Do You Agree with the View That, in the Years 1511-27, English Successes in Foreign Policy Outweighed the Failures?

711 Words Jan 28th, 2014 3 Pages
Do you agree with the view that, in the years 1511-27, English successes in foreign policy outweighed the failures?

I agree with the view that English successes in foreign policy outweighed the failures in the years 1511-27 to a certain extent. England managed to successfully pursue a policy of peace making in the years 1514-21 and wolsey was flexible in his diplomacy. However, it could also be argued that Henry’s chief aim, the invasion of France, was unpopular with people at the time and that Henry’s foreign policy was too costly given how little of long term value it brought to England. His allies also often let him down and put their own aims before those of England. In this essay I will be looking at three sources and weighing up
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This suggests that an invasion of France was unpopular with people at the time. Further evidence to support this is the failure of the Amicable Grant of 1525. Wolsey set about raising funds to invade France by attempting to levy a tax, without the approval of parliament. This led to protests and refusal to pay, showing that people at the time were not willing to finance an invasion of France.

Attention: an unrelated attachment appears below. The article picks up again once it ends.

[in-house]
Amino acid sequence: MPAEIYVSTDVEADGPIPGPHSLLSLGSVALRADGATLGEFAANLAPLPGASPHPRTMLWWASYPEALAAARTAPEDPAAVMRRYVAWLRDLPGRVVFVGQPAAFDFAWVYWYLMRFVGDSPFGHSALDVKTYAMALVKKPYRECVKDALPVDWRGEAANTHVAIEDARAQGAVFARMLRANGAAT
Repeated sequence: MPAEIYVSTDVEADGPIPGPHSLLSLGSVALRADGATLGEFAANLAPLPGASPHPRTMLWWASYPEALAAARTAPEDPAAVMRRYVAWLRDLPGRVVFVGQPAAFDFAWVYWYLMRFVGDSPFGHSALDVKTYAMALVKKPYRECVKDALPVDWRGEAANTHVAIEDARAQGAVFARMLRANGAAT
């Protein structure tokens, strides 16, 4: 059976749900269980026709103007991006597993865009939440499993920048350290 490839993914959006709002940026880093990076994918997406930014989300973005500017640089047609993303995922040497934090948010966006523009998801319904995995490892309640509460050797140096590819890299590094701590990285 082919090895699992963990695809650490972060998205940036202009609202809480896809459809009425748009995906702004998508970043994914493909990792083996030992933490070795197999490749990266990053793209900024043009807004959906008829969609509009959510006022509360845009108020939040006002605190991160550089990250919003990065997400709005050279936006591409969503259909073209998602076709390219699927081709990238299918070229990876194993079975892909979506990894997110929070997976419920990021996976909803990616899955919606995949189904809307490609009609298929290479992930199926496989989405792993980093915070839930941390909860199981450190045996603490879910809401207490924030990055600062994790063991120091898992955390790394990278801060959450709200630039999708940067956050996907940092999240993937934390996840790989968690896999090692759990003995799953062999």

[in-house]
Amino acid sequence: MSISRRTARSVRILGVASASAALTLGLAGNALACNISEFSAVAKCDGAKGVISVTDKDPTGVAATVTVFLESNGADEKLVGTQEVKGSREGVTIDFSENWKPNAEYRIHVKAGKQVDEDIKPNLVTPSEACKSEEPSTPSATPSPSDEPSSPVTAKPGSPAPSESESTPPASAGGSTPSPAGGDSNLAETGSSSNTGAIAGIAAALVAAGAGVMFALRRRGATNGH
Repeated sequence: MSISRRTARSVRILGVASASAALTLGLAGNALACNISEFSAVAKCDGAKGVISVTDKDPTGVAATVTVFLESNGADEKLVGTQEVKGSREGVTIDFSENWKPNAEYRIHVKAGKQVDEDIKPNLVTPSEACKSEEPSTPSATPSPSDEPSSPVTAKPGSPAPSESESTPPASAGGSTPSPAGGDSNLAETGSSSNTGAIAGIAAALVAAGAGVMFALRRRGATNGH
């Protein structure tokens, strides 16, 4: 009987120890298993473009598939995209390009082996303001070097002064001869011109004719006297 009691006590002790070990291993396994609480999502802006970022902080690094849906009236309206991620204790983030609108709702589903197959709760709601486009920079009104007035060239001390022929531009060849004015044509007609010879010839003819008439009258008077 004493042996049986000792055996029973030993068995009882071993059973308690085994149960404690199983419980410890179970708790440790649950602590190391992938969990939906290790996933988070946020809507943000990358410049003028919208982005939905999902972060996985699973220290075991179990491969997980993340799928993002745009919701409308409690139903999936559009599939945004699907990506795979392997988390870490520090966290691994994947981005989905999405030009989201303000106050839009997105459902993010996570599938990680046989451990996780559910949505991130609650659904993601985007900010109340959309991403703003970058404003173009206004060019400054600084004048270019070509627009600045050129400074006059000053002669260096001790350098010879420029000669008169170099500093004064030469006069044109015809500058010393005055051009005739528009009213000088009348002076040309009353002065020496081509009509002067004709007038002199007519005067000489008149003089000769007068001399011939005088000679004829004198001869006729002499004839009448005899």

Another point against the view that success in foreign policy outweighed the failures is that Henry’s foreign policy was too costly. We learn this from Source 6 where Armstrong calls English foreign policy ‘short-sighted, costly and out of date’. He refers to how little even the successful campaigns of 1512-13 brought to England and tells us that £1.4 million was spent on wars in the years 1511-25, money Armstrong considers was ‘squandered’. English tax revenue was vastly inferior to that of France or the Empire, because of England’s much smaller population.

Source 6 is against the view that success in foreign policy outweighed the failures, as it suggests that Henry’s allies often let him down. Armstrong tells us that Charles V, when allied with Henry, increasingly pursued his own aims and ambitions after 1521. Further evidence of this is in

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